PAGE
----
Discipline Your Disappointment!
“The moment that judgment stops through acceptance of what it is, you are free of the mind.
You have made room for love, joy, and peace.” -Eckhart Tolle
Most people know someone, or they themselves have been fired, laid off, not hired,
promoted, or accepted. People have lost clients, family, or friends. They have
also lived or are living through a divorce, breakup, health, political, or economic situation. These experiences can have a significant negative impact on one's thinking, behavior, and results. Often people deny they have been rejected and pretend to others all is perfect! Being rejected attacks
their self-esteem causing them to feel like they do not want to get out of bed! Most people get frustrated and angry taking it out on others while making themselves sick! Too many people
continue living the rejection long after it has happened as it disrupts their need to belong.
According to the National Science Foundation, we have up to 60,000 thoughts per day. And of those thoughts, 85% are negative with 90% of our negative thoughts repeated. As a result, there is a negative tape that consistently runs unless you do something to disrupt that negative pattern of thinking. No one knows the future for certain. However, it is certain in today’s environment to be aware that change is complex, inevitable, rejection comes from it, and the need for it exists in your life, business, and career.
You must step up and take ownership of your thoughts and behaviors which requires you to do things differently. You must struggle against uncertain odds and persevere through the unknown toward a better future. With change comes the pressure to adapt or be left behind. And you will get left behind when you treat change as a solo event opposed to understanding change will always be present and eminent. Change does not end. The good news is that your greatest gains will come from change if you learn how to understand, challenge, and manage the certainty of change and discipline
your disappointment. Mark R. Leary, PhD, and professor of psychology and neuroscience at Duke University, said, “Concern with rejection is perfectly normal. But being excessively worried about it to the point that we do not do things that might benefit us can compromise the quality of our life.” Most people who bounce back quickly from rejection come back even stronger than before, while others never try again. It takes them a long time to get back to where they left off let alone ahead.
How do you discipline your disappointment?
Acknowledge and accept it! It happened! You were rejected! It hurts! You did not deserve
it! Too often you suppress, ignore, or deny the anger, sadness, and frustration from the experience of rejection. Become vulnerable to the pain, feel, and understand it. Move toward your fear! Do not run away from it! Do not be defined by the rejection. Get clear about it. Who or what triggered the emotion? Put a name on it. What is the anger, frustration, sadness about? How is it impacting your life in a negative or positive way? Look at both. Understand, if the emotions experienced is familiar? Have different triggers occurred sparking the same emotions and reactions? It is your pattern of behavior regardless of event.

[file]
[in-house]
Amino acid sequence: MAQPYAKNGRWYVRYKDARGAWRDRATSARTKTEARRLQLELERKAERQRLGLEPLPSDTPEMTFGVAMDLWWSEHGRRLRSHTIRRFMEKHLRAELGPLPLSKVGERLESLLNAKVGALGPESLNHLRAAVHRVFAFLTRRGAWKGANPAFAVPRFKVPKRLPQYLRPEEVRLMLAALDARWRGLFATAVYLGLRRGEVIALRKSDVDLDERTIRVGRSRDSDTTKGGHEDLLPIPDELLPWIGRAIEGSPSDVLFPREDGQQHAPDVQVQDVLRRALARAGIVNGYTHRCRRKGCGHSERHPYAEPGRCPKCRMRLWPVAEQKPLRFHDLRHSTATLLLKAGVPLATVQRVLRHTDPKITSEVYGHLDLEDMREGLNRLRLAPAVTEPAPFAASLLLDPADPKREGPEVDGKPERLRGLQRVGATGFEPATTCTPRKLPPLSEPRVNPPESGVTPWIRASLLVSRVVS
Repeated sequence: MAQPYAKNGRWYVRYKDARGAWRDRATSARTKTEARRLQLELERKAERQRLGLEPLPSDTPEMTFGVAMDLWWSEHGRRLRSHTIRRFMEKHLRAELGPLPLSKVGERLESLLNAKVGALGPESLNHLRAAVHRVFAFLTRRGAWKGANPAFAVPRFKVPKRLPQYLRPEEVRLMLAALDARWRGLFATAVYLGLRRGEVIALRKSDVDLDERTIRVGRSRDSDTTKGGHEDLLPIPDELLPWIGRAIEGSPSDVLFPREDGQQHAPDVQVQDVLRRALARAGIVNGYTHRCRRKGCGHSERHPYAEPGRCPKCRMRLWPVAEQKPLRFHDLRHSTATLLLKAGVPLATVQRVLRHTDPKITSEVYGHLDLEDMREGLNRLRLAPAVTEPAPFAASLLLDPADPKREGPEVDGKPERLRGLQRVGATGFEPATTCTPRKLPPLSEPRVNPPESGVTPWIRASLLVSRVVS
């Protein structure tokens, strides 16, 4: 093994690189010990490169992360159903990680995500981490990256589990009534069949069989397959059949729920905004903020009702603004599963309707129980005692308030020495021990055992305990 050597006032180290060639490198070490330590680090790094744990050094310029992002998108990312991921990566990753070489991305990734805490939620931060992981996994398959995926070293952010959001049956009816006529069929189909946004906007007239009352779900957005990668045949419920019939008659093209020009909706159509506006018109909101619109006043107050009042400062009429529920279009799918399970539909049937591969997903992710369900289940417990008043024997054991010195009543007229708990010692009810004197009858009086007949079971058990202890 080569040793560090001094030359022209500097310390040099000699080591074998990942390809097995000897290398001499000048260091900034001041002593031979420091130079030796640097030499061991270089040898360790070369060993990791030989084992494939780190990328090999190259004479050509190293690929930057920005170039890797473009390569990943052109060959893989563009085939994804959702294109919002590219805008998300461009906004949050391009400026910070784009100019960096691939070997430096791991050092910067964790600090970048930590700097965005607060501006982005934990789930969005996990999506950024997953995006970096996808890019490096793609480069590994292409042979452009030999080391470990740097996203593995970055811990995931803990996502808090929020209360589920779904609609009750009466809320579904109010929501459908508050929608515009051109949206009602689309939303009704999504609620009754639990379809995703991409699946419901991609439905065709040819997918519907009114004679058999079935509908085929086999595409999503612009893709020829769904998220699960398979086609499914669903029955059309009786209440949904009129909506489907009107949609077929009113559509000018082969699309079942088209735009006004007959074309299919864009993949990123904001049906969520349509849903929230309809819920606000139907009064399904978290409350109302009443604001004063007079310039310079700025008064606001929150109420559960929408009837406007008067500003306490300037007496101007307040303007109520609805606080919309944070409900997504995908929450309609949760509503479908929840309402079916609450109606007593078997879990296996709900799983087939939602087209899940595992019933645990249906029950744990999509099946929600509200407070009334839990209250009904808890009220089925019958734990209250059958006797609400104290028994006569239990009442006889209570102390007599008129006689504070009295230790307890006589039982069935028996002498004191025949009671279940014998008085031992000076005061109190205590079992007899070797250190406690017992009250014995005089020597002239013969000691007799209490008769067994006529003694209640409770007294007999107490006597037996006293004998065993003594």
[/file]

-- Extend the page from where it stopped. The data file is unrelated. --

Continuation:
Forgive yourself and 'it'
The psychologist’s definition of forgiveness is a conscious and deliberate decision to release feelings of resentment or vengeance toward a person or group who has harmed you, regardless of whether they deserve your forgiveness. This also applies to self-forgiveness. Forgiveness does not mean forgetting, nor does it mean condoning or excusing offenses. The pain is real. But if you choose not to forgive, it can cause sickness. It produces stress chemicals that flood the body both physically and emotionally. You may want to retaliate. However, it does nothing but keep you the victim. Always work to come from a spirit of love and compassion understanding the possibility that the perpetrator was a victim at some point in their life. It does not give them a pass. Know that others have experienced similar situations. You are not alone in the experience. Reach out to a support group or counseling as needed. Do not be defined by it by making sweeping generalizations using words like I will never, or I cannot. Stop the harsh inner critic by being aware it is present, pay attention so you can set an intention to change your mind set to ensure you take the appropriate action.
Once you acknowledge and understand the emotional pain experience and forgive yourself and those who trespassed against you, remind yourself to be grateful. Be grateful for the ability to
have come through past experiences, for the moment to even be able to feel the pain, learn, and grow from the current experience. It means you are alive. Be grateful about how you have come through in the past. Look back on your growth over the years. Many times, getting back on the horse must be from small beginnings, small actions that could be as tiny as the size of a mustard seed. Just keep nurturing the seed. Say, THANK YOU FOR THIS EXPERIENCE AND THE GROWTH IT
Expect that you will be rejected, and it may be more often that you would like. If you are never disappointed, you are living too deep in your comfort zone and not living life to its fullest. When rejection is expected, you can then be more fearless to go for the unknown. Move from your comfort zone through the fear zone to the learning zone and finally through your growth zone. Rejection will continually be repeated throughout your lifetime. Get comfortable in knowing that and continue to lear and move toward what you want from life. Expect the BEST!
“Sometimes you don’t get closure. You just move on!”
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